Author's Note: To be completely honest, this fic was written for both fun and practice as I've never written a story of this magnitude - nor did I ever dream of being able to actually do it. I know there are plenty of girl in Middle Earth fics but this has been so much fun for me to tackle. As a disclaimer, this is more of a slow ripple effect fic, so if that's for you, then welcome. Any feedback is always treasured.

Chapter Revised: April 2017

Disclaimer: I own nothing except Laura.

Summary: Waking up in the body of a very male Bilbo Baggins in a whole other world was not on the top of Laura Aldine's list. But according to Gandalf, the Valar had their reasons. Laura just wished they had bothered to asked her first.

I wasn't a stranger to waking up in unfamiliar surroundings.

I had attended college, after all, even if was only for freshman year, where it was practically a requirement to drink through the night and then fall asleep wherever you happened to land- whether that happened to be your own bed, in the dorm's lounge, or even in a bush halfway across campus. And then there had been a time or two where I had woken up in someone else's bed after a particularly eventful night at the bar.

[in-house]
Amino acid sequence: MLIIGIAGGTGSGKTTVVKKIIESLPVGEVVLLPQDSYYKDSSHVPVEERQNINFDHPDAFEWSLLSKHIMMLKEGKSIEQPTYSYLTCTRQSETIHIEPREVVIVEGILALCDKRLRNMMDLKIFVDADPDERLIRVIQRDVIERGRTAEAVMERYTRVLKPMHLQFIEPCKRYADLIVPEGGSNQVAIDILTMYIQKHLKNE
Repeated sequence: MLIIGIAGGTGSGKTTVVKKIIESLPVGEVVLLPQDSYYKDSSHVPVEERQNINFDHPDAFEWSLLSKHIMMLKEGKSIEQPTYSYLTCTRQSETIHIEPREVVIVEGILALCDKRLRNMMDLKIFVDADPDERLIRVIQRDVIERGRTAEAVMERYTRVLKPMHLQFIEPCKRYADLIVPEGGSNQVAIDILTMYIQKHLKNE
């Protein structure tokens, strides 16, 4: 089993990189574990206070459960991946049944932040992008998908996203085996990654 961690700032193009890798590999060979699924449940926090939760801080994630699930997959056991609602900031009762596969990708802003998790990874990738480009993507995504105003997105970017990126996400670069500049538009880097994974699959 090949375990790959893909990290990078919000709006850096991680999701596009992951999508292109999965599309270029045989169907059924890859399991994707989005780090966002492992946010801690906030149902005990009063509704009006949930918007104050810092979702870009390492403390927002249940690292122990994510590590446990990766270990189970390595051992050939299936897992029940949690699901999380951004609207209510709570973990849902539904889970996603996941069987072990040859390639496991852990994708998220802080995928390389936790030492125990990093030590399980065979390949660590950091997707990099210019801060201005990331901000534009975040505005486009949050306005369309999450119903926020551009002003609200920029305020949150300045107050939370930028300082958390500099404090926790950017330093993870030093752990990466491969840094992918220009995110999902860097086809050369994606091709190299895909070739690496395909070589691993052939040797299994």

But at twenty-six, I hadn't woken up in such a way in long time. My life was ordinary, boring even. I'd wake up, work at the diner, listen to my best friend Hayley's latest girlfriend troubles or my grandma's latest gossip that she collected at bridge club, go home and dodge my landlord to avoid being hassled for my perpetually overdue rent, sleep, and then repeat.

I hadn't done anything adventurous or unexpected in a long time. And I liked it that way.

My point is, is that even though I had a pretty monotone life, I still had enough muscle memory from my college days to not immediately panic when I realized that I wasn't in my own bed.

What was a little unsettling was that there was no one else there with me. Even more unsettling was that I hadn't been to a bar for the last two weeks, much less found someone of interest.

So, once I was able to focus my sleepy gaze, my unease upped a few notches. I wasn't in my usual beds, the ones I was more likely than not to be in if I wasn't sleeping in own room. The room I was in wasn't my bedroom at my dad's. It wasn't the guestroom at my grandma's. And it wasn't Hayley's living room.